Could this be daybreak?

Another reason–perhaps the reason–why they’re trying so hard to finish off the Supreme Court.

Published on Oregon Voter Rights Coalition (http://www.oregonvrc.org)

It’s been a long trek since Nov. 2, 2004 — now getting shorter
by Robert Lockwood Mills
January 11, 2006

Dear Friends: It took the downfall of a lobbyist who dresses like a Hasidic rabbi one day and a baseball coach the next to make it happen. But if looks as if our 14-month-long effort to expose the fraud in Ohio that gave the 2004 to Bush is bearing fruit at last.

Rep. Bob Ney (R-Ohio) was one of the architects of HAVA (Help America Vote Act). In that role he worked with Sen. Chris Dodd (D-CT) and others to reform certain election procedures that had arisen from the controversial 2000 election. But where electronic voting machines were concerned, the HAVA architects neglected accusations that they were “hackable” and focused instead on lesser issues, in particular making it easier for blind people to vote.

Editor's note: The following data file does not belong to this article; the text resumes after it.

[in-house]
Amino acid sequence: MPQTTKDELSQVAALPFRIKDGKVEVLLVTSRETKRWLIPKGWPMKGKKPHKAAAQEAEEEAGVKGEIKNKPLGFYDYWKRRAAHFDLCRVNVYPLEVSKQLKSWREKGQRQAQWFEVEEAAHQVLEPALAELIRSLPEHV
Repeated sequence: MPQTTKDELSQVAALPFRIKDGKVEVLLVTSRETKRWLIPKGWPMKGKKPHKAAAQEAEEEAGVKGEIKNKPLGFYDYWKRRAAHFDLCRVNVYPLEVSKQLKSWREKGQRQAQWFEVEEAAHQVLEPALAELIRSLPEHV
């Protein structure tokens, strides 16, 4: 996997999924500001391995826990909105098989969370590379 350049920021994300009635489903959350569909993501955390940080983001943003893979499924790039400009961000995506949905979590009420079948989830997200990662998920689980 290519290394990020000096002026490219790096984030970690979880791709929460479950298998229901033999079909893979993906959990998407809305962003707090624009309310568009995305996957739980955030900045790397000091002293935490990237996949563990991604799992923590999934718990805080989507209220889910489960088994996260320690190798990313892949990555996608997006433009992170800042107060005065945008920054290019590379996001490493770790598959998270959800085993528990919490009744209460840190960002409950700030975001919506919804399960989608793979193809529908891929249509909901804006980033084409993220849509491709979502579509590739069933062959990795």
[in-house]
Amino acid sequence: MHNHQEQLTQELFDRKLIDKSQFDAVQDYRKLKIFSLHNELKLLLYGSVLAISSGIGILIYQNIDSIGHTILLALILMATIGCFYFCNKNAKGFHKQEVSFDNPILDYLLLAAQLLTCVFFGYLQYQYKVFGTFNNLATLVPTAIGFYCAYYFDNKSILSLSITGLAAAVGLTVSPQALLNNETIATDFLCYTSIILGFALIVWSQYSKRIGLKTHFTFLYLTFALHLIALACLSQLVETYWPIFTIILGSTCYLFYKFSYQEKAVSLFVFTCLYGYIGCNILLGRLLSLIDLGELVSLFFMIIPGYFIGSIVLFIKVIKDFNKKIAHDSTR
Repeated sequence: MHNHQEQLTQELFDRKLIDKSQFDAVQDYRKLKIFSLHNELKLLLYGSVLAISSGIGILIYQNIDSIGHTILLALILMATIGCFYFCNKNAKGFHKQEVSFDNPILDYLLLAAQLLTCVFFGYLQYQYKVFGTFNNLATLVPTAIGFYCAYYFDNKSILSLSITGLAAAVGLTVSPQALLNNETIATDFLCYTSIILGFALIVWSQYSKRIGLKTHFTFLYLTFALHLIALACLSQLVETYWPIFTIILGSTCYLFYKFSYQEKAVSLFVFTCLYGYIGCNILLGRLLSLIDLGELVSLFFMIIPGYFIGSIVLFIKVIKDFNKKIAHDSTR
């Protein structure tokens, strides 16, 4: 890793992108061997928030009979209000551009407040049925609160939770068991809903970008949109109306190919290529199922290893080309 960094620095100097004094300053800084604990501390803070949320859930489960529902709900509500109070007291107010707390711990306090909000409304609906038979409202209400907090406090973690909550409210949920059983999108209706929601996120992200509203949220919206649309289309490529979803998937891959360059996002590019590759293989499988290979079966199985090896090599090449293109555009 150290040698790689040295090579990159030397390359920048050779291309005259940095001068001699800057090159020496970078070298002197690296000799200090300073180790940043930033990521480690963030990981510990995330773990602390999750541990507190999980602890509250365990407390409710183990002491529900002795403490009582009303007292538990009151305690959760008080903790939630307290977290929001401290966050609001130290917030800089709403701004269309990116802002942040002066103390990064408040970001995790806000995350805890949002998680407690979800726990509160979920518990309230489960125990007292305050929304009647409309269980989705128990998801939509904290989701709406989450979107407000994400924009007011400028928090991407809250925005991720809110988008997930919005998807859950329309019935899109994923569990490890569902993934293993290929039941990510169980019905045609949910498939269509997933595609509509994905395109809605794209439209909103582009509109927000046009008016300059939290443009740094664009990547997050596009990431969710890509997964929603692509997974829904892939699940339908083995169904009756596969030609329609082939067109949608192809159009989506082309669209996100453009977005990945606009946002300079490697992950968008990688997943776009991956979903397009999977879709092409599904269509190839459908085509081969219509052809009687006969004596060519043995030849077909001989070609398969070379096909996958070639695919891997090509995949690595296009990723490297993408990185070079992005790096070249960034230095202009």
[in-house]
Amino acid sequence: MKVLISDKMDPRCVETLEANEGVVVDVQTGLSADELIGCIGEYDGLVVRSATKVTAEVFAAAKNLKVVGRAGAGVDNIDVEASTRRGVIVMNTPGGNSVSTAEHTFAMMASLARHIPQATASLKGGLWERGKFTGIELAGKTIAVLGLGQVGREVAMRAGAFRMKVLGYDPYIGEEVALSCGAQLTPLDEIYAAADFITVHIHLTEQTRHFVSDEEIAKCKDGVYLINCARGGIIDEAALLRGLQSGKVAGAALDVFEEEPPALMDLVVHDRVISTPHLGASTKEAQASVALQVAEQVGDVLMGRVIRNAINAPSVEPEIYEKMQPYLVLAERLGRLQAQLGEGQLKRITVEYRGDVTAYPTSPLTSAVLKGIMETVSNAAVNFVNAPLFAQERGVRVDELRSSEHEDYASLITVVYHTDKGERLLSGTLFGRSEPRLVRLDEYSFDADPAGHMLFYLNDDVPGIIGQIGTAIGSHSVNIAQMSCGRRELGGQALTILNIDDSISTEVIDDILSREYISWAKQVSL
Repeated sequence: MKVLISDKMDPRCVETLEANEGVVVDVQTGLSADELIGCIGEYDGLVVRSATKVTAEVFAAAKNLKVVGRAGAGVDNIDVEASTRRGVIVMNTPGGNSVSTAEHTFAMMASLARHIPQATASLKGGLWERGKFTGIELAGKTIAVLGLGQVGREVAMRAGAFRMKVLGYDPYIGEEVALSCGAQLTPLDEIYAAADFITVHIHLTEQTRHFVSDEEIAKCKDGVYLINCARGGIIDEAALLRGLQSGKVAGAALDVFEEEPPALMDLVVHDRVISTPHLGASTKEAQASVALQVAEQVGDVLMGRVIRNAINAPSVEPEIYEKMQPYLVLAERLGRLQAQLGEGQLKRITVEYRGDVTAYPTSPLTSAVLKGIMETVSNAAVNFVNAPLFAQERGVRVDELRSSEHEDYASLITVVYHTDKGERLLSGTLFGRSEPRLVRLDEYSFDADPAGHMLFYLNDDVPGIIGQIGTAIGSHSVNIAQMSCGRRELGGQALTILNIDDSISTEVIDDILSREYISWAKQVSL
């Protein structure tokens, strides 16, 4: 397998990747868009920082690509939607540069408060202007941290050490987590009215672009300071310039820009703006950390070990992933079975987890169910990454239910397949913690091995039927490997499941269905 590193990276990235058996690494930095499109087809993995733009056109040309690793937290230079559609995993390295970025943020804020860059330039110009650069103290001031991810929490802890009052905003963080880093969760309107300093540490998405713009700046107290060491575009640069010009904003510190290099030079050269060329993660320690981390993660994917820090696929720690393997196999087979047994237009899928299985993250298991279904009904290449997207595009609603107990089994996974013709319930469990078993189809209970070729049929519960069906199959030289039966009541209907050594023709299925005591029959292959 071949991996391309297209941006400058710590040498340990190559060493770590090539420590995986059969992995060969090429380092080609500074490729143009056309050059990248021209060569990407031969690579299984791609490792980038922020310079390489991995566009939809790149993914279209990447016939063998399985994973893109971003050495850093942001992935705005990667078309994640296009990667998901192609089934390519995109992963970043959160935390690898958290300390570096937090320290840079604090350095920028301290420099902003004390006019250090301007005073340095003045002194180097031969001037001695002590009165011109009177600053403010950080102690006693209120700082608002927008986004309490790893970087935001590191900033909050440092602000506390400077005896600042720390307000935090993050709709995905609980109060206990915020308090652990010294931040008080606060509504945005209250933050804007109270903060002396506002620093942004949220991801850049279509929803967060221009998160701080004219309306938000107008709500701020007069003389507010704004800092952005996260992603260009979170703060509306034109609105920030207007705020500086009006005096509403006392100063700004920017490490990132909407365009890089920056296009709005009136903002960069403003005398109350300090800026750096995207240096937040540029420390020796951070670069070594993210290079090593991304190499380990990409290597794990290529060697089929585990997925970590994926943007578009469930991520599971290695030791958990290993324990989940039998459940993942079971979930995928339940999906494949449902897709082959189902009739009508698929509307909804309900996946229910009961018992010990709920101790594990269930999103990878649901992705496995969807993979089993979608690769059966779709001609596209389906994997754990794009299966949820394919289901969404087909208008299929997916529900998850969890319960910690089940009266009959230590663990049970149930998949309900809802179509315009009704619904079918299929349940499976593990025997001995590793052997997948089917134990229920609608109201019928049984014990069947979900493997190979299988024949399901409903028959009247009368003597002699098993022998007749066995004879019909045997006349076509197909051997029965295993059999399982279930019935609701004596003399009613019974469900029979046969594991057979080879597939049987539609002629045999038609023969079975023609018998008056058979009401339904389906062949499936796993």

Diebold, Inc., from Ney’s home state of Ohio, is the leading company in electronic voting machines. In response to public demand dating back to 2000 for verifiable paper trails to accompany its machines (similar to their ATM machines’ transaction receipts), Diebold argued that it wasn’t practical. Ney, using his Congressional clout, blocked every piece of legislation that would have mandated such paper trails, even after the 2004 election and reports from Ohio and elsewhere that hundreds of thousands (maybe millions) of votes had been flipped from Kerry to Bush. As many of you know, I witnessed this very thing in Florida as a pollwatcher.

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